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European Policy, Government Surveillance

CDT Urges European Court of Human Rights To Outlaw or Limit Bulk Collection

Today, the Center for Democracy & Technology (CDT) filed a brief in the Grand Chamber of the European Court of Human Rights (ECtHR) in the joined petitions of Big Brother Watch and Others v. United Kingdom, Bureau of Investigative Journalism and Alice Ross v. the United Kingdom, and 10 Human Rights Organisations v. the United Kingdom (collectively called “Big Brother Watch”). Big Brother Watch challenges the United Kingdom’s bulk interception regime by which intelligence agencies tap the fiber cables carrying internet traffic to analyze all electronic data that goes in or out of the U.K. The parties also challenge the intelligence sharing program between the U.K. and U.S., by which the National Security Agency (NSA) shares intelligence with the U.K.

The ECtHR enforces the European Convention on Human Rights (ECHR) to which all 47 Member States of the European Council have subscribed. It’s rare for the Grand Chamber to hear a surveillance case appealed from one of the Sections of the ECtHR and we were pleased to have the opportunity to file a brief (known as a “third-party intervention”). CDT was ably represented on a pro bono basis by expert UK barristers Can Yeginsu and Anthony Jones, of the 4 New Square chambers in London.

We hope the Grand Chamber will determine that bulk collection is not lawful under the European Convention on Human Rights

In September 2018, the First Section of the ECtHR  issued a mixed judgment in Big Brother Watch, concluding that while the U.K.’s program violated the ECHR rights to privacy and freedom of expression, bulk collection regimes were not per se incompatible with the ECHR. CDT filed third-party interventions in two of the joined petitions and argued the U.K. violated the right to privacy (ECHR Article 8) by accepting surveillance data from the U.S. because the U.S. surveillance programs themselves are not compliant with Article 8. This decision came shortly after the ECtHR issued its judgment in Centrum för rättvisa v. Sweden, a case challenging Sweden’s bulk collection regime, in which the Court opined for the first time post-Snowden that bulk collection can be compatible with the ECHR. This case too will be reviewed by the Grand Chamber.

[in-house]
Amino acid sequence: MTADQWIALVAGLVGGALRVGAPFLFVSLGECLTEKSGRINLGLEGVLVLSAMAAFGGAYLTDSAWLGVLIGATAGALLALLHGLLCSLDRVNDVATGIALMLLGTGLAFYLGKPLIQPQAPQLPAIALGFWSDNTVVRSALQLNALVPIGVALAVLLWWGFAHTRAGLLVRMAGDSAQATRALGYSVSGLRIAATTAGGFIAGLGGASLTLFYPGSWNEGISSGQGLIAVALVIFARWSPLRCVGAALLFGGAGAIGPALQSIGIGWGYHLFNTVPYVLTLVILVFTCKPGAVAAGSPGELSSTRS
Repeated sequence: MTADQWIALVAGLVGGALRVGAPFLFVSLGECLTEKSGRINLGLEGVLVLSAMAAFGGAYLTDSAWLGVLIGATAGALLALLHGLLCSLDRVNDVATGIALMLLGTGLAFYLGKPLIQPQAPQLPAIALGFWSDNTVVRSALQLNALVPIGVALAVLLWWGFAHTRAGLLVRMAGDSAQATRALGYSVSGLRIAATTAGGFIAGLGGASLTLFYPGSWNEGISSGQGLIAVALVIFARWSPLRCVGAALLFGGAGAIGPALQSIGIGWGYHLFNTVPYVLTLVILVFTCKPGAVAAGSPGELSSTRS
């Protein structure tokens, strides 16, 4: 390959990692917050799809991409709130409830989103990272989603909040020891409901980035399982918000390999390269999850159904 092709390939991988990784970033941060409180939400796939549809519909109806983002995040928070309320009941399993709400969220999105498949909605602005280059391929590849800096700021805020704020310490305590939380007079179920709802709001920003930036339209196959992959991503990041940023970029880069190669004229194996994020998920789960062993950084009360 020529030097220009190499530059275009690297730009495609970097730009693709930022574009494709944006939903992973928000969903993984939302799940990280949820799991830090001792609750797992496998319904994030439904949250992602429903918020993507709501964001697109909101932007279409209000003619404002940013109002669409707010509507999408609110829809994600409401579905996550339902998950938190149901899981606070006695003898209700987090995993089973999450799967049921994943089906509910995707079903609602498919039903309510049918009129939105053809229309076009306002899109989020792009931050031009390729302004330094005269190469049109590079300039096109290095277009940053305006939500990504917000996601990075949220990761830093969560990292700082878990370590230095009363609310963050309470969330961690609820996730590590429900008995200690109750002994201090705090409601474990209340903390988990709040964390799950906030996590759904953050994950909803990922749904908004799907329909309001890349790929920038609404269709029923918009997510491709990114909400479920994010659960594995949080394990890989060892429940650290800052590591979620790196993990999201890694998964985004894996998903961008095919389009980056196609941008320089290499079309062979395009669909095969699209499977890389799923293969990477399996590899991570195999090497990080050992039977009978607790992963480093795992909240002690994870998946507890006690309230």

Our intervention at the Grand Chamber argued that U.S. surveillance under FISA Section 702 and Executive Order 12333 of non-U.S. persons outside the United States is so vast, pervasive, and lacking in protections that the U.K. violates its obligations under the European Convention on Human Rights when it receives data from the NSA. Because it lacks transparency, adequate judicial oversight, and provides no notice to surveillance targets, U.S. intelligence surveillance would not be compliant with the ECHR, and therefore the U.K.’s receipt of information that is a product of this surveillance is not ECHR compliant either.

We also argued that bulk collection regimes are inherently disproportionate and therefore unlawful under the ECHR, and in the alternative, should the Grand Chamber determine that bulk surveillance is lawful in principle, we urged the Court to impose at least three limitations on the surveillance at issue:

  1. States should engage in intelligence sharing arrangements only with countries whose intelligence surveillance regimes meet human rights criteria established by law (following the example of the Netherlands, which already has this requirement).
  2. There must be independent—preferably judicial—authorization, based on a finding of reasonable suspicion, for the use of selectors identifiable to specific targets to query information obtained from foreign partners or from a member States’ own bulk surveillance. The First Section in Big Brother Watch dismissed the suggestion of requiring a finding of reasonable suspicion in relation to persons for whom data is sought as “inconsistent…with the operation of a bulk interception regime.” (para 317)  While this is true with respect to a determination of whether to engage in bulk surveillance at all, we explained how reasonable suspicion could be applied to determine which selectors could be used to query the information collected in bulk.
  3. There must be notice provided to surveillance targets. Here, too, the First Section in Big Brother Watch assumed that notice was incompatible with the operation of a bulk interception regime. (para 317) We argued that notice in a bulk interception regime would consist of making public a description of the bulk surveillance regime with enough particularity to give notice of the type of information that can be collected and the breadth of the collection, plus specific notice to any person against whom the information collected will be used in a criminal investigation and specific notice to any person whose selector was run against the information collected in bulk. We allowed that notice could be delayed if it would undermine the purpose of the surveillance.

Many countries around the world are adopting bulk surveillance regimes, and the Court’s decision to take up these two challenges comes at a time when its guidance is most needed. We hope the Grand Chamber will determine that bulk collection is not lawful under the European Convention on Human Rights, but past decisions suggest it may rule differently.  In the event it does, we hope the ECtHR will take the opportunity to impose the safeguards we advocate here, as well as other safeguards, to promote at least some level of privacy in bulk collection regimes and with respect to intelligence sharing regimes as well.